• By Lisa Presley, MidAmerica Region of the UUA
    Leaders know where their buttons are, and know how to manage their own anxiety; they recognize that anxiety serves little purpose in moving a congregation forward, and instead can lessen that anxiety and help the congregation focus on the issues involved, rather than the anxiety and fear that uncertainty can create; they are comfortable in and with ambiguity.
  • By Dori Davenport Thexton, MidAmerica Region of the UUA
    Leaders know how to read people emotionally, and how to help people feel safe enough to not be driven unconsciously by emotions. Leaders help people understand how to appropriately express emotions and to use them as forces to move the congregation forward, rather than trapping them in the past.
  • By Lisa Presley, MidAmerica Region of the UUA
    Leaders are aware, or becoming aware, that much in their world is based on cultural assumptions of the dominant groups, rather than simply “the way things are;” they understand that congregations must work to determine how they will be—that commonality in values is either created, discovered, or negotiated, and they are learning skills to be able to work more competently across any of the differences that make a difference.
  • By Phillip Lund, MidAmerica Region of the UUA
    Leaders understand what they believe or don’t believe and are aware of their need for connection to something larger than themselves; they are aware that they need to connect with a deeper core that gives them balance, intuition, and commitment.
  • By Ian Evison, MidAmerica Region of the UUA
    Leaders know why they are active, and how they are seeking to make a difference in the world; they understand that congregational life is not about making people “happy,” but by knowing how the congregation is called to serve their community, and are then faithful to that calling
  • By Renee Ruchotzke, Central East Region of the UUA
    As Unitarian Universalist leaders, we need to understand the history and traditions of the movement as well as its core values and theology. The UU principles are just the tip of the iceberg of what it means to be UU.
  • By Renee Ruchotzke, Central East Region of the UUA
    As religious leaders, it's important to have a "center" and a regular spiritual practice that helps us maintain that center. This not only avoids burnout, it also helps keep us focused on mission .
  • By Renee Ruchotzke, Central East Region of the UUA
    Being aware of one's own emotions and how they influence judgment enables a leader to avoid being reactive when making decisions. Learning how to manage one's emotions helps a leader make decisions responsively and responsibly.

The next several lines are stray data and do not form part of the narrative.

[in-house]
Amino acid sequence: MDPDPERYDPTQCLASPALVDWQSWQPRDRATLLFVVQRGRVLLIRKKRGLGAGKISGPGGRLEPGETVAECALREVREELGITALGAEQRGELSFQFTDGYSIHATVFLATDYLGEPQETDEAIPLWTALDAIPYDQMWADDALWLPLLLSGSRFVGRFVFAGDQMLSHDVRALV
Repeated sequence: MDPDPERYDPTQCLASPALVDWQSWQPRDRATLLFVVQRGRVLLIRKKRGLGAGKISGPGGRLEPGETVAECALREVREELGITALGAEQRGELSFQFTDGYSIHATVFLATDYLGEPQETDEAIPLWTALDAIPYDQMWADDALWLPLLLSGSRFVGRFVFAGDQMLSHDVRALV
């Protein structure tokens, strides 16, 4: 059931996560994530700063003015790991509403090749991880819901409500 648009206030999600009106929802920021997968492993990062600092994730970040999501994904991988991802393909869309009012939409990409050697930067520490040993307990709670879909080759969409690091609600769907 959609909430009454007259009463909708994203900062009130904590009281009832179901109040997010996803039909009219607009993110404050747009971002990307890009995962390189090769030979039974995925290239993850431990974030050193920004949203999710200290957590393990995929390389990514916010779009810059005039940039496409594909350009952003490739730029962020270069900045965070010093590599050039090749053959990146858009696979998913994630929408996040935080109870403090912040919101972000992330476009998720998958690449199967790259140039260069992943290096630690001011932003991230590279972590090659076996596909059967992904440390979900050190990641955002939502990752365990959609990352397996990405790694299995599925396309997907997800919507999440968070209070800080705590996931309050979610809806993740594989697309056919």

• By Renee Ruchotzke, Central East Region of the UUA
    In order to keep up with a changing world, we know that we must continually breathe new life into our congregations. Leaders need to be savvy about congregational dynamics in order to lead any significant change initiative.
  • By Sue Phillips, New England Region of the UUA
    Congregational polity is not fundamentally about autonomy or protecting individuals from spiritual coercion. This understanding repels healthy people, weakens connections among churches, and perpetuates widespread suspicion about leadership. This workshop lays groundwork for a movement wide re-covenanting process that could reunite the community of UU congregations.
  • By Renee Ruchotzke, Central East Region of the UUA
    Healthy and clear communication is one of the most important skills for leaders. Healthy communication is learning to "talk to each other" rather than "about each other." Clear communication about mission and goals helps the congregation be in alignment and moving in the same direction. Our congregations need a strong financial foundation to support their ministries. Good practices provide transparency and safeguard assets. Vibrant stewardship, fundraising and planned giving programs help the congregation's cashflow. LEARN MORE ABOUT FINANCE AND STEWARDSHIP SKILLS TO LEAD CHANGE
  • By Renee Ruchotzke, Central East Region of the UUA
    Conflict can be normal and healthy, leading to positive change and growth. Conflict can also be dysfunctional and destructive. Learn the difference between good, bad and ugly conflict.
  • By Renee Ruchotzke, Central East Region of the UUA
    Skills to grow other leaders include a generosity of spirit, commitment to shared ministry, identifying and developing training experiences, supporting development of new leaders.
  • By Renee Ruchotzke, Central East Region of the UUA